Utah man fatally shoots his doctor girlfriend and then takes his own life in apparent murder-suicide

The doctor's seniors paid tribute to her saying that her adventurous spirit and love of learning will be missed by all those who knew her.

                            Utah man fatally shoots his doctor girlfriend and then takes his own life in apparent murder-suicide

Sarah Hawley, a medical school graduate, was shot to death Sunday by her own boyfriend before he turned the gun on himself. Devastated friends, classmates, and professors of Hawley at the University of California-San Francisco have now spoken out.

The 27-year-old was fondly remembered on Tuesday morning by faculty members at a vigil that was held at 5:30 p.m. at the School of Medicine in San Francisco, The Salt Lake Tribune reports.


Catherine Lucey, vice dean of education at the UC-San Francisco’s School of Medicine, said, “We feel the need to come together and help each other grieve through this. There’s no making sense of it. We can’t help each other understand. It’s really all about helping support each other and trying to figure out how we can move ahead and honor Sarah.”

Hawley, who was a doctor in the family medicine residency program at the University of Utah’s School of Medicine, was shot by her boyfriend of four years Travis Geddes, 30, in their home near 1800 E. Ramona Ave., on Sunday. According to Salt Lake City police, Geddes apparently shot Hawley before killing himself. Sgt. Brandon Shearer of the SLCPD said, “It appears to be a domestic-related murder-suicide."

Speaking to The Tribune, University spokesman Chris Nelson said that Hawley hadn't reported any domestic violence concerns to her residency supervisor or university police.

“She really stood out for her commitment to taking care of patients from the time they were born until the time they died,” Lucey said. She further mentioned how the young doctor was looking forward to going to Utah and was looking forward to participating in a program there which she thought "was exactly the type of family medicine program that was going to launch her career to help her be the type of doctor she really wanted to be.”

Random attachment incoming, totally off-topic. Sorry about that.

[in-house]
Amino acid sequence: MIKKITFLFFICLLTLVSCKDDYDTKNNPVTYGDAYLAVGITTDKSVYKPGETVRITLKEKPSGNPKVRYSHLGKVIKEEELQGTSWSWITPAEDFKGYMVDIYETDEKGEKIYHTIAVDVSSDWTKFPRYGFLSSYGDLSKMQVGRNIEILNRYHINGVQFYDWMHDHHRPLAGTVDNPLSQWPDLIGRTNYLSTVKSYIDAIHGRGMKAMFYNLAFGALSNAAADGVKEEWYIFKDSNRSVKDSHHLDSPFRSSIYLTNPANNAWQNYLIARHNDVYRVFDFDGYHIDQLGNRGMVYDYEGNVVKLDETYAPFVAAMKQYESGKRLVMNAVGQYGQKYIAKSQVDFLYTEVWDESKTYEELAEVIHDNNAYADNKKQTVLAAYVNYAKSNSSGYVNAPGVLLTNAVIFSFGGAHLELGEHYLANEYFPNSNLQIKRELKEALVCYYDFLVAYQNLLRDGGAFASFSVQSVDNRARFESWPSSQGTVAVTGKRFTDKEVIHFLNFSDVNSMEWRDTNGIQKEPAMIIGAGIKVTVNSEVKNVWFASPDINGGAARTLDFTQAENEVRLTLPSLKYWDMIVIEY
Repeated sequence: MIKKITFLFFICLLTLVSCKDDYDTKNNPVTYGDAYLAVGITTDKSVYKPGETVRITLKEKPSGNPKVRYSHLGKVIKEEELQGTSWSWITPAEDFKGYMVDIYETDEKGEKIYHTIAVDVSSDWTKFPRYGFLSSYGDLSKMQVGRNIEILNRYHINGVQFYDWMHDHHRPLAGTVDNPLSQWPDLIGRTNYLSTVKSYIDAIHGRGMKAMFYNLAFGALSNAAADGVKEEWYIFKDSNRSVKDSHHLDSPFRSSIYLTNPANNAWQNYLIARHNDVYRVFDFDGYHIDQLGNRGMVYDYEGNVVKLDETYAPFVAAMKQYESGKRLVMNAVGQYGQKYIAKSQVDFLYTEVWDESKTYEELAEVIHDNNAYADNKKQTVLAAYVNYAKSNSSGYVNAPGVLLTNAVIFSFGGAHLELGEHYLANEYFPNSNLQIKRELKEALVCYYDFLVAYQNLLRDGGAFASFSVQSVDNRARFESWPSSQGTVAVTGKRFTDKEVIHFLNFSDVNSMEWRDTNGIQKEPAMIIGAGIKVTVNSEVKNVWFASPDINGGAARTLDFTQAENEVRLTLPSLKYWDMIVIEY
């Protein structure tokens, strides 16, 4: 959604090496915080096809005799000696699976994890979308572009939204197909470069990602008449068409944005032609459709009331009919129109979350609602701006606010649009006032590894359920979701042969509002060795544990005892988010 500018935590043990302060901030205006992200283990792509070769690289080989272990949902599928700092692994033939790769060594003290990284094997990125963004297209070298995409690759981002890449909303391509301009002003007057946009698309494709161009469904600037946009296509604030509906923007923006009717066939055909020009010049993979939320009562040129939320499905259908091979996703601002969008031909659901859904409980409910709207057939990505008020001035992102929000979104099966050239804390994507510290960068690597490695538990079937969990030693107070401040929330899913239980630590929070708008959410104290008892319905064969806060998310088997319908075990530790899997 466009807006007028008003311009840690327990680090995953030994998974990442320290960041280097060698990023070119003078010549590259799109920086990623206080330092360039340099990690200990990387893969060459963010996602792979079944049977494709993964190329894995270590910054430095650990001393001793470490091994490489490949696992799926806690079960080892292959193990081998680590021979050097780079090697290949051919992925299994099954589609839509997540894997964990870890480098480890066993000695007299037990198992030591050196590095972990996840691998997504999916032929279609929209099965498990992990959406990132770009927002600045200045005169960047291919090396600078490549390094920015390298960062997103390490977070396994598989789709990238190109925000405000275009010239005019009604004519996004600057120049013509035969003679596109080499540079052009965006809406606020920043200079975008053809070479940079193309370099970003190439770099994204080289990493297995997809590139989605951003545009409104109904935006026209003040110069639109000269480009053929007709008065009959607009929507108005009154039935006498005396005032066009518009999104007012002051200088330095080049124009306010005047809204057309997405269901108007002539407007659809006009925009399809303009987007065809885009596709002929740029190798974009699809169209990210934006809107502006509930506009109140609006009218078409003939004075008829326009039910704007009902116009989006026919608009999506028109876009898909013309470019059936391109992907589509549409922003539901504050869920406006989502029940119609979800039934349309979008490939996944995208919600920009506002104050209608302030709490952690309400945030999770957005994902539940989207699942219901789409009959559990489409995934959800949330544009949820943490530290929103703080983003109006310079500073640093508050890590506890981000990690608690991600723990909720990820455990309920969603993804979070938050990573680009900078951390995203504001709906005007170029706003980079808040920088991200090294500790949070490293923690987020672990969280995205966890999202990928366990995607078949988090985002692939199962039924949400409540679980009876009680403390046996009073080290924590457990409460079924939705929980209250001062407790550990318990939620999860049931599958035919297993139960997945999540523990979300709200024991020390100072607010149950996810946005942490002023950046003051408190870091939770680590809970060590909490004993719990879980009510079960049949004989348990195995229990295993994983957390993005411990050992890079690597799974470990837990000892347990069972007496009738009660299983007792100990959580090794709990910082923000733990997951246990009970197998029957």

According to her, Hawley had “an easygoing way about her” and “instantly connected with everyone regardless of where they came from or who they know or what they were there for. And that was true not only for her patients but for her friends.”

Hawley “was a relationship person," Lucey continued. "She knew the power of developing strong relationships that helped people through difficult times, and it’s just crushing to us to know that she must have been struggling with some challenges herself in the relationship that she was in. You don’t know what people are struggling with in their day-to-day lives, and all we can say is that we hope that someday, somehow we can actually develop a system in a society where people with intense anger can get help, rather than turning it on someone they love."

“Regardless of whether this was a one-time thing or a longtime thing, this is really toxic anger that led to the loss of this really remarkable woman from our lives,” she added.


Hawley’s department chairman, Kolawole Okuyemi, said in a news statement that Hawley came to Utah “to continue her passion of providing care to women and children in underserved communities. Her adventurous spirit and love of learning will be missed by all those who knew her.”

The young doctor's interests included family practice, reproductive health, obstetrics, pediatrics and rural and wilderness medicine. Michael Good, Dean of the School of Medicine, said in the statement, “Dr. Hawley always did a great job of connecting with her patients and understanding where they were coming from. She treated the whole person, and patients were always appreciative of her approach.”